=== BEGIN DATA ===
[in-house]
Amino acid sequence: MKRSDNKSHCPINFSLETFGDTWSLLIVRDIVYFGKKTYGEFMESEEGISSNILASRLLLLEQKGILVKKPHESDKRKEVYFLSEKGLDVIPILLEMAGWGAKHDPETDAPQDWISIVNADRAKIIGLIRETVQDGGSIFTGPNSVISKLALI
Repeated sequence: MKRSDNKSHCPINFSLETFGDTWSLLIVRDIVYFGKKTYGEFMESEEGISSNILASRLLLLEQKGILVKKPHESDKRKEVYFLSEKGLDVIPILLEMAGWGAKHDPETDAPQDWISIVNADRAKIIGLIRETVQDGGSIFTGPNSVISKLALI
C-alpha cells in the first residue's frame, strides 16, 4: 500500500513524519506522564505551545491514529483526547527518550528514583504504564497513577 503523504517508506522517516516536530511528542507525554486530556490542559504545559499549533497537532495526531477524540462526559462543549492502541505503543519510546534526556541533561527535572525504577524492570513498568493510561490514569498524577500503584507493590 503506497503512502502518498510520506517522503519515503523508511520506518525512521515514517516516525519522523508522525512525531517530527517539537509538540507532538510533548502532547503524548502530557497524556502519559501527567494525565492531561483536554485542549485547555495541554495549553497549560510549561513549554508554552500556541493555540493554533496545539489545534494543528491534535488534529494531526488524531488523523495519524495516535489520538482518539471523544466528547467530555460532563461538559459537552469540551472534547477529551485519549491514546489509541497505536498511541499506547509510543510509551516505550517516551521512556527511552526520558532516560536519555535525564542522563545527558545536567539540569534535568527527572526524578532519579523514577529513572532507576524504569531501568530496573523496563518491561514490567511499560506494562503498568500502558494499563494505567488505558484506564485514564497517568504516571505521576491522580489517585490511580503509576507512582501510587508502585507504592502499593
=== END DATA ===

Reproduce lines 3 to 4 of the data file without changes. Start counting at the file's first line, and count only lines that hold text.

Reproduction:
Repeated sequence: MKRSDNKSHCPINFSLETFGDTWSLLIVRDIVYFGKKTYGEFMESEEGISSNILASRLLLLEQKGILVKKPHESDKRKEVYFLSEKGLDVIPILLEMAGWGAKHDPETDAPQDWISIVNADRAKIIGLIRETVQDGGSIFTGPNSVISKLALI
C-alpha cells in the first residue's frame, strides 16, 4: 500500500513524519506522564505551545491514529483526547527518550528514583504504564497513577 503523504517508506522517516516536530511528542507525554486530556490542559504545559499549533497537532495526531477524540462526559462543549492502541505503543519510546534526556541533561527535572525504577524492570513498568493510561490514569498524577500503584507493590 503506497503512502502518498510520506517522503519515503523508511520506518525512521515514517516516525519522523508522525512525531517530527517539537509538540507532538510533548502532547503524548502530557497524556502519559501527567494525565492531561483536554485542549485547555495541554495549553497549560510549561513549554508554552500556541493555540493554533496545539489545534494543528491534535488534529494531526488524531488523523495519524495516535489520538482518539471523544466528547467530555460532563461538559459537552469540551472534547477529551485519549491514546489509541497505536498511541499506547509510543510509551516505550517516551521512556527511552526520558532516560536519555535525564542522563545527558545536567539540569534535568527527572526524578532519579523514577529513572532507576524504569531501568530496573523496563518491561514490567511499560506494562503498568500502558494499563494505567488505558484506564485514564497517568504516571505521576491522580489517585490511580503509576507512582501510587508502585507504592502499593